Shareholders of Abington Savings Bank last week soundly defeated a proposal by the California hedge fund Genesis Financial Partners to sell the Massachusetts thrift.

Officially, approximately 43% of the thrift's outstanding shares were voted against the fund's proposal, which called for management to reduce costs by 20% or look for a sale or merger. About 18% voted in favor of the resolution proposed by Genesis.

"We've believed all along that we had strong support of our shareholders and I think today's vote proved it," said thrift president and chief executive James P. McDonough. "The meeting today gave us a chance to set the record straight and to dispel the myth about the Genesis-created overhead problem."

But excluding those shares owned or controlled by each side at the outset, the thrift's independent shareholders appeared far more evenly split on the issue.

Attempting to belittle Genesis' showing, Abington officials pointed out that since the hedge fund owns 6.4% of the stock, only another 11.5% of the rest of the thrift's shares were voted with the fund. The officials also stressed that management's 43% tally represents "nearly four times" that total.

Newport Beach, Calif.-based Genesis likewise responded that since about 25% of the stock is in the management-friendly hands of officers and directors, the thrift's Employee Stock Ownership Plan, and the thrift's major shareholder, only about 18% of outstanding shares voted with management.

"We won then," said Genesis attorney Jonathan D. Joseph, partner at Pillsbury Madison & Sutro in San Francisco. "The independent shareholders who voted, voted overwhelmingly in favor of the proposal. That's a strong message to management that a large segment of shareholders would like management to do better than they're doing now in terms of improving shareholder value."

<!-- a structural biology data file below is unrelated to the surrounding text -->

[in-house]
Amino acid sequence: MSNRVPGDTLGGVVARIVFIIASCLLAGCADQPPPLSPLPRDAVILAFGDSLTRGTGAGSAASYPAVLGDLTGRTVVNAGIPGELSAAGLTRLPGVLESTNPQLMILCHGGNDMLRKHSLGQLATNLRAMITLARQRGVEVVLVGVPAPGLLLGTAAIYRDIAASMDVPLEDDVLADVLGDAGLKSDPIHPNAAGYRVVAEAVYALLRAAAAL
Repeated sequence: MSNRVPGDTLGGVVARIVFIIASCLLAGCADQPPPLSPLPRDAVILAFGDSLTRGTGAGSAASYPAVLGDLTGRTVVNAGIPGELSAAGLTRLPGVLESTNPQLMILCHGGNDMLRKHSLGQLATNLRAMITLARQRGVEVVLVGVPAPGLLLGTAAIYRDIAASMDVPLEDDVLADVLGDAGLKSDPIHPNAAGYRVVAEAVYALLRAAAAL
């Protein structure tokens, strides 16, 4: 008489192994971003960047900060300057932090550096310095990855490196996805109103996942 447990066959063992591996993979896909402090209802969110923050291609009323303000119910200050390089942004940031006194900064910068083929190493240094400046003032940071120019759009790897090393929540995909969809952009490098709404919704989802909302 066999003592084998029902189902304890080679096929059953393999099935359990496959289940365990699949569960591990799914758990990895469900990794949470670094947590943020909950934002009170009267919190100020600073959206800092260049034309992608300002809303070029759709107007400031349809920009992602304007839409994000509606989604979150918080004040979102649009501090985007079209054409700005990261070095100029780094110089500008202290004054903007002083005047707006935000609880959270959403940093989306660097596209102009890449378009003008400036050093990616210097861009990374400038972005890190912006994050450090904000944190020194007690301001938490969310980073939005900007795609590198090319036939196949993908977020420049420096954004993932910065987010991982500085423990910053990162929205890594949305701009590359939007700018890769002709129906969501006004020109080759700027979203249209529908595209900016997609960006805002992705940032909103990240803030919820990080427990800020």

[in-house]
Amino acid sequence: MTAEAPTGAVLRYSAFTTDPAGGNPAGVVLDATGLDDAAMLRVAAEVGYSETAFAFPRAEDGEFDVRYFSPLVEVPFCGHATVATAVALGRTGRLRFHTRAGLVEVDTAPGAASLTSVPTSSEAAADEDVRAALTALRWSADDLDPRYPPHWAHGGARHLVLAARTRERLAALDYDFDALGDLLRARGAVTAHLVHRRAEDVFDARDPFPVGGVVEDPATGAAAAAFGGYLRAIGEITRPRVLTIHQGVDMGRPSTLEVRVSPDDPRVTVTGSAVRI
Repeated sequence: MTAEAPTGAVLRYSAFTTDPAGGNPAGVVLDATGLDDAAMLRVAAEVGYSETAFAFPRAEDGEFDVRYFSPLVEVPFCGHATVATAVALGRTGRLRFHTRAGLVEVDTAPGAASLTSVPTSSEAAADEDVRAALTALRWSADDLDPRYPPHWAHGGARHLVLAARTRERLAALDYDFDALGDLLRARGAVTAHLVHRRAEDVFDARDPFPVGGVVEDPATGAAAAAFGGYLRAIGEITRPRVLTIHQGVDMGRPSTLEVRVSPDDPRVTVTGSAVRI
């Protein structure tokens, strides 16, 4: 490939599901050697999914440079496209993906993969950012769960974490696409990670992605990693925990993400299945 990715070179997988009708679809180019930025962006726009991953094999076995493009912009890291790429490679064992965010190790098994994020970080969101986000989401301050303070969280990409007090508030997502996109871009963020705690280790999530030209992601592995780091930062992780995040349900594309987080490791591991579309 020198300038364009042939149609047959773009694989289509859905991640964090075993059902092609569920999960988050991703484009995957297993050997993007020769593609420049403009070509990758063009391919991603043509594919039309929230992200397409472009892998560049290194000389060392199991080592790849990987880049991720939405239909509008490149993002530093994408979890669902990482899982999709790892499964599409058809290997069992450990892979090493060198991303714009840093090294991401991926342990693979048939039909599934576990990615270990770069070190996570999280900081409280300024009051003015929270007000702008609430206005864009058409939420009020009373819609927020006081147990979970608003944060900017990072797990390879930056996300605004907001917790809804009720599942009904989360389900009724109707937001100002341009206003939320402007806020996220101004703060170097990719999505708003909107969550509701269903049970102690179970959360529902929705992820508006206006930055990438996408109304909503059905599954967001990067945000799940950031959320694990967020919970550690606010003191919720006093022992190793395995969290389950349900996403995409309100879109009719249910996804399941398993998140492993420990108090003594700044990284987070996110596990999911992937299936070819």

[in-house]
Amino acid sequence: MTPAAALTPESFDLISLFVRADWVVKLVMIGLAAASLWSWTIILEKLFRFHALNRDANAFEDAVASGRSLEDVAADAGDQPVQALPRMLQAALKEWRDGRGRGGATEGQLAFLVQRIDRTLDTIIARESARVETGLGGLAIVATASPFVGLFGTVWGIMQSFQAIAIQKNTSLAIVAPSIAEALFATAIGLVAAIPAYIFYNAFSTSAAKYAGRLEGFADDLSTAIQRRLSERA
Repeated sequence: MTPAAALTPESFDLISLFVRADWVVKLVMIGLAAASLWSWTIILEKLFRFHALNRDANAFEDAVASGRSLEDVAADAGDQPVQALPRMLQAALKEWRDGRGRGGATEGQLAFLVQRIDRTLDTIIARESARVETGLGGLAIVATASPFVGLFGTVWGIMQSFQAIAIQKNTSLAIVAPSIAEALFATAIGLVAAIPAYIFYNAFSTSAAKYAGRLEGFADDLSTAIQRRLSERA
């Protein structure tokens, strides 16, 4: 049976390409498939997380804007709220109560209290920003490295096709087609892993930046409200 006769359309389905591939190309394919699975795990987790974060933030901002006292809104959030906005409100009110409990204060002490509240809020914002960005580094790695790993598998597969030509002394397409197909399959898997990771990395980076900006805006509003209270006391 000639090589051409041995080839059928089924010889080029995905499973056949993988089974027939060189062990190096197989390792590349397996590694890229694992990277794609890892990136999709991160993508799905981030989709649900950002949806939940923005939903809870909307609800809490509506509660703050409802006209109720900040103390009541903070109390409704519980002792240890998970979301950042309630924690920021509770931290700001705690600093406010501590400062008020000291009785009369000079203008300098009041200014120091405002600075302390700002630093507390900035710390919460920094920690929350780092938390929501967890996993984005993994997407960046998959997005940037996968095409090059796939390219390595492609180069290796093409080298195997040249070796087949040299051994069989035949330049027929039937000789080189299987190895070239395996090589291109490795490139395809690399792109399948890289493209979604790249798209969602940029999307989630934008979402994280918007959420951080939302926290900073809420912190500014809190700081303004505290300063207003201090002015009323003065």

In addition to the Genesis proposal, four directors were reelected, including Mr. McDonough, and each received about 77% of the shares that voted. Genesis had called on shareholders to withhold support for the directors.

Attendance at last Wednesday's meeting demonstrated the degree to which Genesis' efforts have attracted public attention. About 150 shareholders were present at the standing-room-only meeting at the Sheraton Tara Hotel in Braintree, Mass. Typically, only about 30 stockholders attend, thrift officials said. Other area bankers also attended the meeting.

"We've gotten a lot of local press about the issue," said thrift spokeswoman Michelle Audette. "More than ever, people came out to support the management."

Abington has been under intense pressure from Genesis since November. In fiery letters to officials, Stephen H. Gordon, president of Genesis general partner Gen Fin Inc., has criticized the thrift for unusually high expenses and low earnings, and suggested specific changes to boost shareholder value.

Genesis, which was founded last summer to invest in underperforming thrifts, is also currently targeting Lawrence Savings Bank and Somerville- based Central Cooperative Bank, both also in Massachusetts. The fund already forced a Pennsylvania company, Media-based First Keystone Financial Inc., to close branches and layoff staff in an effort to reduce costs.

Abington officials say they're now ready to focus on implementing a new three-year plan adopted last summer, before Genesis started investing. Management's plan - details of which haven't been released - calls for higher earnings and lower costs.

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